Positive return from hedge funds and defensive macro positioning

By Hamlin Lovell, NordicInvestor 

A return of 1.0% in 2022 was no mean feat. It came partly from multi-year asset allocation decisions, and partly from well timed trades in equity put options and the US dollar, which are in fact relatively unusual since the EUR 1.2 billion fund does not normally do much in terms of tactical asset allocation.

Some investors, who perhaps fall prey to the “house money” bias in behavioral finance, take more risk after a winning period. Apoteket takes the opposite view. “Our annual asset/liability study reduces the target return if the fund is in a great solvency surplus (192% per end of 2022), as is the case now after a strong five year period averaging returns around 6%. The return target is usually around 3%, but was reduced to 2.5% at the start of 2022, after all costs,” says CIO Gustav Karner, who runs the fund with a quantitative specialist, outsources operations, and makes some use of external consultants.

Core holdings in hedge funds

For some investors, hedge funds are a satellite allocation alongside their core exposure to long only conventional assets. For Apoteket, hedge funds have become the core, and at over 30% of the fund, are almost three times larger than the long only equities allocation

The hedge fund allocation was actually raised as a bond substitute. When Karner arrived at Apoteketin 2017, from the Nobel pension fund, yields were very low and investment grade credit was “return free risk”. He therefore replaced a substantial amount of the fixed income exposure with a portfolio of hedge funds. Karner had built up strong relationships with hedge fund managers over around 20 years, at The Nobel Foundation and Länsförsäkringar, which even seeded a US-based hedge fund manager founded by a Norwegian. Karner is relatively unusual in the Nordics in using some investment consultants (in the UK and Switzerland) to help secure access and capacity in some sought after hedge funds.

The largest allocation is to leading multi-strategy hedge funds headquartered in London, New York and Chicago, which have hundreds of teams or “pods” trading equity market neutral and event driven strategies as well as some credit and macro strategies. (Apoteket does not have any direct exposure to pure discretionary macro funds).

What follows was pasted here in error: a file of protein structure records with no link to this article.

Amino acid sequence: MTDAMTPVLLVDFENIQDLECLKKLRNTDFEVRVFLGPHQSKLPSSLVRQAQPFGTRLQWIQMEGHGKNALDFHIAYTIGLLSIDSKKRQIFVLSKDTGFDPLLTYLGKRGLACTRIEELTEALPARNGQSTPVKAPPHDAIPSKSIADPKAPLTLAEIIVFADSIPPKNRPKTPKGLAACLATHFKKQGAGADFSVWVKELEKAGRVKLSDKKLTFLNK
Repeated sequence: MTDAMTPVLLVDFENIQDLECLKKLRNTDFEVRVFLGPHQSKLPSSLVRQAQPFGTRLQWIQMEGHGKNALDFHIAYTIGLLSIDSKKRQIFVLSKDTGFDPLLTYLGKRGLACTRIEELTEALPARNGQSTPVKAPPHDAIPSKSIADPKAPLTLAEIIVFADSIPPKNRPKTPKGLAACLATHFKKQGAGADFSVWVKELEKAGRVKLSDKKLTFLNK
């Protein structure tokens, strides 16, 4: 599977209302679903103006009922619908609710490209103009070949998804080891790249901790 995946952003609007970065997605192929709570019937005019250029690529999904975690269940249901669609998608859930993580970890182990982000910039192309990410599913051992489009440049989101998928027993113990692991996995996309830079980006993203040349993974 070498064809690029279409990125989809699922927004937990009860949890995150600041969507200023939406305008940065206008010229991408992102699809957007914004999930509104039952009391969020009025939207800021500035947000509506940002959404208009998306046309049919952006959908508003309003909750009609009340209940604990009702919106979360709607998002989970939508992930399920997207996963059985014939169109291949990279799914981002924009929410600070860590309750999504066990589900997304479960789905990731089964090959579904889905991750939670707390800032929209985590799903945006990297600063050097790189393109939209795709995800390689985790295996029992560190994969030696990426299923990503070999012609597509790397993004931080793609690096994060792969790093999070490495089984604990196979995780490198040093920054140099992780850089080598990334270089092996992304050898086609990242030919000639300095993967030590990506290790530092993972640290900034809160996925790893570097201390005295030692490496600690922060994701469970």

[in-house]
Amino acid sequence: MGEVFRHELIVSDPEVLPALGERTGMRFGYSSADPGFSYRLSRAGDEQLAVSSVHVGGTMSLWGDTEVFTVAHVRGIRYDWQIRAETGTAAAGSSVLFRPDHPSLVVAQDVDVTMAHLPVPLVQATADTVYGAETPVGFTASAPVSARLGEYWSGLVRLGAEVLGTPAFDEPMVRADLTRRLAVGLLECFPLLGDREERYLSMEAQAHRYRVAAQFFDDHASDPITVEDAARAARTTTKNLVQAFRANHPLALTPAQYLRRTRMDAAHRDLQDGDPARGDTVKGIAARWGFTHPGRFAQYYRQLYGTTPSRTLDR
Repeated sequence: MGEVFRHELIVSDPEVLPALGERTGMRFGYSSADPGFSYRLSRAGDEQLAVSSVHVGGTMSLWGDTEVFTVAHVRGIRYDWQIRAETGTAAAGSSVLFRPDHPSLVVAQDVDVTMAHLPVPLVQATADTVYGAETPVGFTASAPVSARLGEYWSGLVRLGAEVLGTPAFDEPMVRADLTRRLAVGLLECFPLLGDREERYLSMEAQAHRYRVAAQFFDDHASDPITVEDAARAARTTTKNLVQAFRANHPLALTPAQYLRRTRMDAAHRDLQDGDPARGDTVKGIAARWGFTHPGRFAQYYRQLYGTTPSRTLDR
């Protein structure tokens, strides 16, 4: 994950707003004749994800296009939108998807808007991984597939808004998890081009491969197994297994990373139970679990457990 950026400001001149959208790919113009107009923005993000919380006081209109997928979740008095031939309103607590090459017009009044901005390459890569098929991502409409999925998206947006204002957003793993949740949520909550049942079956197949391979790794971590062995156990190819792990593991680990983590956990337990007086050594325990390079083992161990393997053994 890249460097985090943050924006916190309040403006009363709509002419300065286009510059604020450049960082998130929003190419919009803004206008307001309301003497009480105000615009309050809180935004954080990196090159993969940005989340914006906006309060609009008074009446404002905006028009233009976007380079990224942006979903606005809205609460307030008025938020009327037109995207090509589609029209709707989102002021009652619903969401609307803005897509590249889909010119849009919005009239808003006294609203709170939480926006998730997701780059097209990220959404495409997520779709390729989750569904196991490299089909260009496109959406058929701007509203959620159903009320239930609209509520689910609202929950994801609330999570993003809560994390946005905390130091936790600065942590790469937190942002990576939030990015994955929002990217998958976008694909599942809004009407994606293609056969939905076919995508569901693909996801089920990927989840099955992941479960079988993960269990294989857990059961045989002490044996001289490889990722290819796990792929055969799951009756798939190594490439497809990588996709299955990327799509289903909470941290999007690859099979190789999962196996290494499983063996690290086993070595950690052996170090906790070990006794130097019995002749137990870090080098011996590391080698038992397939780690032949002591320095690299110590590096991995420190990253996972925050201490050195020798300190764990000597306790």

The multi-strategy firms, which are famous for their risk management policies, outperformed Apoteket’s pure long/short equity managers, including a London-based activist, which did incur some losses in 2022 as they maintained net long exposure to equity markets.

Quantitative managers delivered mixed performance. One trend following CTA based on the West Coast of the US did very well while another, which is one of the oldest CTAs, using different sorts of models, performed less well but still positive for the year. There is also a more multi-strategy quantitative fund. One of the CTAs is invested in through a UCITS fund, which has lower fees and better liquidity.

Distressed debt is run by a manager that also trades merger arbitrage and has some small sleeves in long/short equity, commodities and fixed income.

There are also two Swedish hedge funds in the book: one in long/short equity and another one financing life insurance policies.

Bonds and credit

The bond book saw some modest losses, which were reduced by running less interest rate risk for most of the year. Two short duration fixed income funds lost considerably less than longer duration bonds.

Karner acknowledges that he extended duration a bit too early in spring and during the summer of 2022, since interest rates increased by much more than he (or market consensus forward rates) expected. “However, the overall portfolio duration now at around 4.8 years for investment grade and 2 years for non-investment grade is still a little below the benchmarks. Duration is also reduced through owning a global fund of floating rate loans which has minimal duration,” says Karner.